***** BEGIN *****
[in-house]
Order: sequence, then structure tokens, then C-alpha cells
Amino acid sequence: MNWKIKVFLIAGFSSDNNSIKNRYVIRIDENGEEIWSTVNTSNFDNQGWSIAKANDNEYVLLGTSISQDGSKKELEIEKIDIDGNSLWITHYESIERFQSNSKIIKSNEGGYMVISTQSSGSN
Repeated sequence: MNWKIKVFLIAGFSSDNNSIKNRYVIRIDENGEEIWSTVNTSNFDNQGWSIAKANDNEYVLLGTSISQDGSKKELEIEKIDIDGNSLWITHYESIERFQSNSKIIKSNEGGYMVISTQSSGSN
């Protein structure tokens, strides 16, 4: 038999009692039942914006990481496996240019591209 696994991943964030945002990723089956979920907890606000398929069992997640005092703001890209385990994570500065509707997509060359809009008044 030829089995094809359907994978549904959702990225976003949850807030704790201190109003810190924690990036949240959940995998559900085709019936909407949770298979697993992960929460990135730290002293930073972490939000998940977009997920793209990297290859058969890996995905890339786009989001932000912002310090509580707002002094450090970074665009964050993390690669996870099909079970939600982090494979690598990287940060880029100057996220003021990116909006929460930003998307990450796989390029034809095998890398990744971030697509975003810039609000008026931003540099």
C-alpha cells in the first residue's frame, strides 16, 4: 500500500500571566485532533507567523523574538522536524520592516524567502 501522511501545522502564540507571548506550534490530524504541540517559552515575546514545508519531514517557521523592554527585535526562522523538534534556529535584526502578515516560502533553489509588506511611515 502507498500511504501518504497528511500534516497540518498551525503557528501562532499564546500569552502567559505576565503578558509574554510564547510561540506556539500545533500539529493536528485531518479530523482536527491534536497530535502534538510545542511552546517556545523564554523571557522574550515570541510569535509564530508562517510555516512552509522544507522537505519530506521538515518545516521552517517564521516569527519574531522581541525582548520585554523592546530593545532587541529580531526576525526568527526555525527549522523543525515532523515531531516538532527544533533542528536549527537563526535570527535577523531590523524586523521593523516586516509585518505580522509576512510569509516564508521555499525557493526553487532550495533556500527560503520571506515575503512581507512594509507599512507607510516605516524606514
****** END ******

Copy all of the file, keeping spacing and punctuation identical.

[in-house]
Order: sequence, then structure tokens, then C-alpha cells
Amino acid sequence: MNWKIKVFLIAGFSSDNNSIKNRYVIRIDENGEEIWSTVNTSNFDNQGWSIAKANDNEYVLLGTSISQDGSKKELEIEKIDIDGNSLWITHYESIERFQSNSKIIKSNEGGYMVISTQSSGSN
Repeated sequence: MNWKIKVFLIAGFSSDNNSIKNRYVIRIDENGEEIWSTVNTSNFDNQGWSIAKANDNEYVLLGTSISQDGSKKELEIEKIDIDGNSLWITHYESIERFQSNSKIIKSNEGGYMVISTQSSGSN
């Protein structure tokens, strides 16, 4: 038999009692039942914006990481496996240019591209 696994991943964030945002990723089956979920907890606000398929069992997640005092703001890209385990994570500065509707997509060359809009008044 030829089995094809359907994978549904959702990225976003949850807030704790201190109003810190924690990036949240959940995998559900085709019936909407949770298979697993992960929460990135730290002293930073972490939000998940977009997920793209990297290859058969890996995905890339786009989001932000912002310090509580707002002094450090970074665009964050993390690669996870099909079970939600982090494979690598990287940060880029100057996220003021990116909006929460930003998307990450796989390029034809095998890398990744971030697509975003810039609000008026931003540099």
C-alpha cells in the first residue's frame, strides 16, 4: 500500500500571566485532533507567523523574538522536524520592516524567502 501522511501545522502564540507571548506550534490530524504541540517559552515575546514545508519531514517557521523592554527585535526562522523538534534556529535584526502578515516560502533553489509588506511611515 502507498500511504501518504497528511500534516497540518498551525503557528501562532499564546500569552502567559505576565503578558509574554510564547510561540506556539500545533500539529493536528485531518479530523482536527491534536497530535502534538510545542511552546517556545523564554523571557522574550515570541510569535509564530508562517510555516512552509522544507522537505519530506521538515518545516521552517517564521516569527519574531522581541525582548520585554523592546530593545532587541529580531526576525526568527526555525527549522523543525515532523515531531516538532527544533533542528536549527537563526535570527535577523531590523524586523521593523516586516509585518505580522509576512510569509516564508521555499525557493526553487532550495533556500527560503520571506515575503512581507512594509507599512507607510516605516524606514